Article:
‹POSIX/stdio.h› #endif

Under most circumstances, you do not need to know how the system defines the correct symbols. The Header Files section in this book details every POSIX and Standard C header file. If you follow the rules in this section, the standards guarantee the following:

1. Every symbol required by the standards will be defined with a meaningful value.

2. No symbol not permitted by the standards will be defined. This protects your application from namespace pollution.* Of course, if you include a header not specified by the standard, all bets are off.

Converting Existing Programs

Porting an existing application to run on a new system requires two major steps. These tasks can range from very easy to almost impossible. First, you have to transport the program to the target computer. Second, you have to modify the program to run in the new environment. The POSIX standard (and this book) can help you in both steps.

The POSIX standard defines the format of both the cpio and tar archives. You can create an archive with the command:

1s files cpio -oc ›archive

or:

tar -cf archive files

and load it onto the target with the command:

cpio -ic ‹archive

or:

tar -xvf archive

See your system documentation for the exact details. You will still need some form of compatible disk, tape, or network to move the archive file to the target.

Once the files are moved, you will have to convert system-specific function calls to calls defined by the POSIX standard. There are several aids in the reference guide in this book that are designed to make conversion easier. For every function defined by either POSIX or Standard C, there is a conversion entry in the Functions section. This entry points out the changes that may be required to convert the function from older UNIX systems to ones that conform to the POSIX standard. The Porting section covers functions in BSD and System V that are not in POSIX and suggests ways to build equivalent functions using POSIX calls....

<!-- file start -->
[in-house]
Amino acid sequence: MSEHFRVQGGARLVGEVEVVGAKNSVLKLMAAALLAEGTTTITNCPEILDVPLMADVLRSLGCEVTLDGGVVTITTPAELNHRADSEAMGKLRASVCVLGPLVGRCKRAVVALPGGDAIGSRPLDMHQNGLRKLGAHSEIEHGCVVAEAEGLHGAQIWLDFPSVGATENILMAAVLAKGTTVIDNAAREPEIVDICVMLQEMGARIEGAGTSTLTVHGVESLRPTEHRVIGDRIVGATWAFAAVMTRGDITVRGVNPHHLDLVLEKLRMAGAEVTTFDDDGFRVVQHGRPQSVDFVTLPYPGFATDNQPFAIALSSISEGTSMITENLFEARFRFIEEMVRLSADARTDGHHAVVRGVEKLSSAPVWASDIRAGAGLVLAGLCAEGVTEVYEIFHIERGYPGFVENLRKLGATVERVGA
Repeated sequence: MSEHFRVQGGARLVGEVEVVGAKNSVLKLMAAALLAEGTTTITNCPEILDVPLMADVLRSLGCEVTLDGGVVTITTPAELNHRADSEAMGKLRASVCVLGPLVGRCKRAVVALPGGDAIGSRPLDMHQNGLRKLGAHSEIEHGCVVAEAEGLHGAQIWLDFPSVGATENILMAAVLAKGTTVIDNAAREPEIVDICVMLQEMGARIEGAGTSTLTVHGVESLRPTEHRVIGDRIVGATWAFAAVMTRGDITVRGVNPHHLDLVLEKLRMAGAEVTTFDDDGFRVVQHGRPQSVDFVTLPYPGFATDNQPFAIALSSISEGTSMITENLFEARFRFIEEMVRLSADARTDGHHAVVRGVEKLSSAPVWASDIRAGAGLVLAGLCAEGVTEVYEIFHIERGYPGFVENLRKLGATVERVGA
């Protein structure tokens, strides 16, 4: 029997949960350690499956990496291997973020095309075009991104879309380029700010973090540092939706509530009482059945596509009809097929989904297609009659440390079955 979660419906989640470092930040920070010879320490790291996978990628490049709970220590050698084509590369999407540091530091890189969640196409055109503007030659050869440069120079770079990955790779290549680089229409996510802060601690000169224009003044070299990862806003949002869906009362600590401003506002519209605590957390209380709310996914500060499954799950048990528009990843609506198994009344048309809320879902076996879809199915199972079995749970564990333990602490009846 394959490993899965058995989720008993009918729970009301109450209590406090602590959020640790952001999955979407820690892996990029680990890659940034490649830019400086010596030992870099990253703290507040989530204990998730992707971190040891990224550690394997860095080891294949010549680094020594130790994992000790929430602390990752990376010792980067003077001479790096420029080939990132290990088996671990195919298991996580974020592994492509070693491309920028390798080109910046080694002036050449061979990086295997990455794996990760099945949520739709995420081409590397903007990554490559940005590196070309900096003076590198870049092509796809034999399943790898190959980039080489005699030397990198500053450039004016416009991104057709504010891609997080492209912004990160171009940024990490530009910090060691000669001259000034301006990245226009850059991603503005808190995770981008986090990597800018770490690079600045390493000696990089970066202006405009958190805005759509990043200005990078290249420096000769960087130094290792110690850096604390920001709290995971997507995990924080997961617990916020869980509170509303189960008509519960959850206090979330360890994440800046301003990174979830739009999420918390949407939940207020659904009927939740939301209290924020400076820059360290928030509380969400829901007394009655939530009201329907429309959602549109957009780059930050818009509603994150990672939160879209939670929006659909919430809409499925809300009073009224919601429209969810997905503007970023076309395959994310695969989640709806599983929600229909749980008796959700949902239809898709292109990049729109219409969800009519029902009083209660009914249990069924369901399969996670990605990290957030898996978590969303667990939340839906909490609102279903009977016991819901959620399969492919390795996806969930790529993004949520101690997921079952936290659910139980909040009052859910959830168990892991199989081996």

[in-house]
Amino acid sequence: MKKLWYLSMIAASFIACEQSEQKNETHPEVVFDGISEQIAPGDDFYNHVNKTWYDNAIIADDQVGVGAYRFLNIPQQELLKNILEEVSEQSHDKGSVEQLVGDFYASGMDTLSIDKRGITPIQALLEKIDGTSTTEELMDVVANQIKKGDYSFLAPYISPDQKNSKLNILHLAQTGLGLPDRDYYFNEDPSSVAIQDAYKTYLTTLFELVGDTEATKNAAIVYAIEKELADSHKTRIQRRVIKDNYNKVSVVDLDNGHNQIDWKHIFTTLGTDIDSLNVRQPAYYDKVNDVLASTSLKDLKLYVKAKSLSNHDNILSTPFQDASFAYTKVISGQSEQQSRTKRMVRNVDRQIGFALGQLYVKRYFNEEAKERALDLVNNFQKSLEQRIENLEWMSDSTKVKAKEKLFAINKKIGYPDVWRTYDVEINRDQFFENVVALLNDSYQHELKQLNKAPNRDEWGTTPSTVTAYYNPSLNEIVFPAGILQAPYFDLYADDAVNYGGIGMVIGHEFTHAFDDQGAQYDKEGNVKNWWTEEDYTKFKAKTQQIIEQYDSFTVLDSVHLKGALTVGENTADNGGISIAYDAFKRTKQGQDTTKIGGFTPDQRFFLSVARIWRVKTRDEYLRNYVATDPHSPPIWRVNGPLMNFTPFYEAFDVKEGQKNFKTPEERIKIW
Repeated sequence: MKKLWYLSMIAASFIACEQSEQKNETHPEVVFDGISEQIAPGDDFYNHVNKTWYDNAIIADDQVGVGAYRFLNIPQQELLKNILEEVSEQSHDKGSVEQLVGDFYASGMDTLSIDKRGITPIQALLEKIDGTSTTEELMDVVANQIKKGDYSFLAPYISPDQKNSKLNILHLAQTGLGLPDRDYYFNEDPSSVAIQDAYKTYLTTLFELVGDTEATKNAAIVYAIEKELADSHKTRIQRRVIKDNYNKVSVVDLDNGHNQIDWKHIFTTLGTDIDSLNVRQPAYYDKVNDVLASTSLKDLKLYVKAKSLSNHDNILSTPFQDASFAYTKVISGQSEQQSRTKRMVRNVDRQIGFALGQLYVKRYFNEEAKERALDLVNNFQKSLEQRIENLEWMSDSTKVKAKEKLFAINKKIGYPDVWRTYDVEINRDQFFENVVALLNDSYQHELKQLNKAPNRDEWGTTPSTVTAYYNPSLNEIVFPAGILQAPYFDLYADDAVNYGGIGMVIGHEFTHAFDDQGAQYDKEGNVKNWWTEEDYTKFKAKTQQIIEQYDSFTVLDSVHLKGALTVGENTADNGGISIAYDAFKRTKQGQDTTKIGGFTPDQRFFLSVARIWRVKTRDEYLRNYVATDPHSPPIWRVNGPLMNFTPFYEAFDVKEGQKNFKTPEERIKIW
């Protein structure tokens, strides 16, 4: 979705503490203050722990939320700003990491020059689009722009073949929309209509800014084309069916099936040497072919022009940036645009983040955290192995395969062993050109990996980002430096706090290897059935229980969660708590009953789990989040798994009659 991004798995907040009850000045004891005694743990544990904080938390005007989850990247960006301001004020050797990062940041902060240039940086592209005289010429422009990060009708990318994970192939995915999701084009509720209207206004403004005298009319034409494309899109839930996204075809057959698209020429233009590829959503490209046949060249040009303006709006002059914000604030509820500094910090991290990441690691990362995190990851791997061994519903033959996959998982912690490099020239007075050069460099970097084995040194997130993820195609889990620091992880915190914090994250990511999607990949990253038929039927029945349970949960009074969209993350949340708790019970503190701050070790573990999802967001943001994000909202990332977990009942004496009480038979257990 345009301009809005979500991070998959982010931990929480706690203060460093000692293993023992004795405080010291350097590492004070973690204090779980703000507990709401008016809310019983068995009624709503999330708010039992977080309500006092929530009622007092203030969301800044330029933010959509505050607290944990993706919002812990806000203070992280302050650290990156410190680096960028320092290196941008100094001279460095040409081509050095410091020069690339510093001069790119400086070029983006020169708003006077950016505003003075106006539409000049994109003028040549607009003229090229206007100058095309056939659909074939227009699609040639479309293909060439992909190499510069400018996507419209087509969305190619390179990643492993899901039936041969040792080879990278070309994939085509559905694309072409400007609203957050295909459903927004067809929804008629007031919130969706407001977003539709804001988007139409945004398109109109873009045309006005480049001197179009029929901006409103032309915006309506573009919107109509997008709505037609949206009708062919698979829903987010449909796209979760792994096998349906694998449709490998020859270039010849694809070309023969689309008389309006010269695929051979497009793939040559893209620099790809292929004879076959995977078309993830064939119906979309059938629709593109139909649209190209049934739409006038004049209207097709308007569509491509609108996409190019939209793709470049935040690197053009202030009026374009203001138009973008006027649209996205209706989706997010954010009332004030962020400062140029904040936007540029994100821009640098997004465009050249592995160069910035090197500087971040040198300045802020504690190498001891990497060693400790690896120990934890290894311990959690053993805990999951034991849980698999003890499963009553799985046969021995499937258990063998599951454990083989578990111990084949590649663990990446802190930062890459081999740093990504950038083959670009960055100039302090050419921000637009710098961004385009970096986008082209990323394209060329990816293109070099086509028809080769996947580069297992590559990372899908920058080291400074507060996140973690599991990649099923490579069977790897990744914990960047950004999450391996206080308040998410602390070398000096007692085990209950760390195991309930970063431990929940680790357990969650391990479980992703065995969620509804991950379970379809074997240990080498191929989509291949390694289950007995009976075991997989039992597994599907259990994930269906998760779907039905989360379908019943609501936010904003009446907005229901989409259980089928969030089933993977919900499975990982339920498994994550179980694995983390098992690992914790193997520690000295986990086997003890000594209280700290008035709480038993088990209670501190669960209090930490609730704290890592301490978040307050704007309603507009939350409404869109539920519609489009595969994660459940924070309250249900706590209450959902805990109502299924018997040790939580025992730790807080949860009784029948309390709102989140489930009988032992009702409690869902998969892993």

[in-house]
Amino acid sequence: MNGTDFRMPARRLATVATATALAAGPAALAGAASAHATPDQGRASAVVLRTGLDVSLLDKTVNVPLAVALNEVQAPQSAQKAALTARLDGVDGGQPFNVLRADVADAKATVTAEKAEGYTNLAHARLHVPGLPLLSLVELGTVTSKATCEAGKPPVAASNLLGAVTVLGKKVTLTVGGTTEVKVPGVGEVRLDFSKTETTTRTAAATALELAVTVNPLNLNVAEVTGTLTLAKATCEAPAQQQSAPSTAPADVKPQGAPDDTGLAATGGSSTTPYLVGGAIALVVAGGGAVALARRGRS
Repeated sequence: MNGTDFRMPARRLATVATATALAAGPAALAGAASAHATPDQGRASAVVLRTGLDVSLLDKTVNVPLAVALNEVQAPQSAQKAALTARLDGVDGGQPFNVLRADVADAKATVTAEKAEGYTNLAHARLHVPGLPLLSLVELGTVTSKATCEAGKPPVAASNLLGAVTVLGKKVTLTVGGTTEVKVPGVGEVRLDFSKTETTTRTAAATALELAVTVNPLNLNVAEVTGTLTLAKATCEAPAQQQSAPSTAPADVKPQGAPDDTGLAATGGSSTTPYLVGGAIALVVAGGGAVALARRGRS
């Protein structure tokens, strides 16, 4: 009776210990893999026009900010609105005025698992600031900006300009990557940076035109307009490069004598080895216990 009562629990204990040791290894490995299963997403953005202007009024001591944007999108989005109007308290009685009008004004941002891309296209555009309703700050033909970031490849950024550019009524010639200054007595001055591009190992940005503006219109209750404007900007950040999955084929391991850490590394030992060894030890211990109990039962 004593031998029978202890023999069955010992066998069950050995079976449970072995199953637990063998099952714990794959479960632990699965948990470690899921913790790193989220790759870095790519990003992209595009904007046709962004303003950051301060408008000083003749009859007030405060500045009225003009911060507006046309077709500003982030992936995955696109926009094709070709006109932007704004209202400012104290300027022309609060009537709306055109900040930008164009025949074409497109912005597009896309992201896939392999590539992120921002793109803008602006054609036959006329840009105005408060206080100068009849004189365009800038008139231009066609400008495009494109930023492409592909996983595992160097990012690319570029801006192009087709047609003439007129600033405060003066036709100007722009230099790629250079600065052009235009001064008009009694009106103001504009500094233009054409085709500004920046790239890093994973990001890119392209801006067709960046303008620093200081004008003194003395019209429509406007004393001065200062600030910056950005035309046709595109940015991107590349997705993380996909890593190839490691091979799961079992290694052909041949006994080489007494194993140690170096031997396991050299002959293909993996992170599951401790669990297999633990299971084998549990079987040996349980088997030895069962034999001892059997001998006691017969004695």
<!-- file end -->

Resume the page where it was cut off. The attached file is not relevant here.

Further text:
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Table of Contents


Table of Contents
Preface
The POSIX Standard Documents
Guide to POSIX for Programmers
Programming Guide
Reference Guide and Appendixes
Assumptions
Conventions
CHAPTER 1. Introduction to POSIX and Portability
Who is Backing POSIX?
The POSIX Family of Standards
The POSIX.1 Standard Document
The Design of POSIX
POSIX and UNIX
POSIX and Non-UNIX Operating Systems
POSIX, C, ANSI C, and Standard C
Why Standard C?
Working Outside the Standards
Finding The POSIX Libraries
Converting Existing Programs
CHAPTER 2. Developing POSIX Applications
The POSIX Development Environment
The Standard C Compiler
POSIX and C Libraries
Converting Existing Programs
A Porting Example
An Alternate Approach
Standard Header Files
Template for a POSIX Application
/* Feature test switches */
/* System headers */
/* Local headers */
/* Macros */
/* File scope variables */
/* External variables */
/* External functions */
/* Structures and unions */
/* Signal catching functions */
/* Functions */
/* Main */
Sample Program
Portability Lab
CHAPTER 3. Standard File and Terminal I/O
Libraries and System Calls
Standard Files
Formatted Output
Examples
Pitfalls
The vfprintf(), vprintf(), and vsprintf() Functions
Character Output Functions
The fputs() and puts() Functions
The fputc(), putc(), and putchar() Functions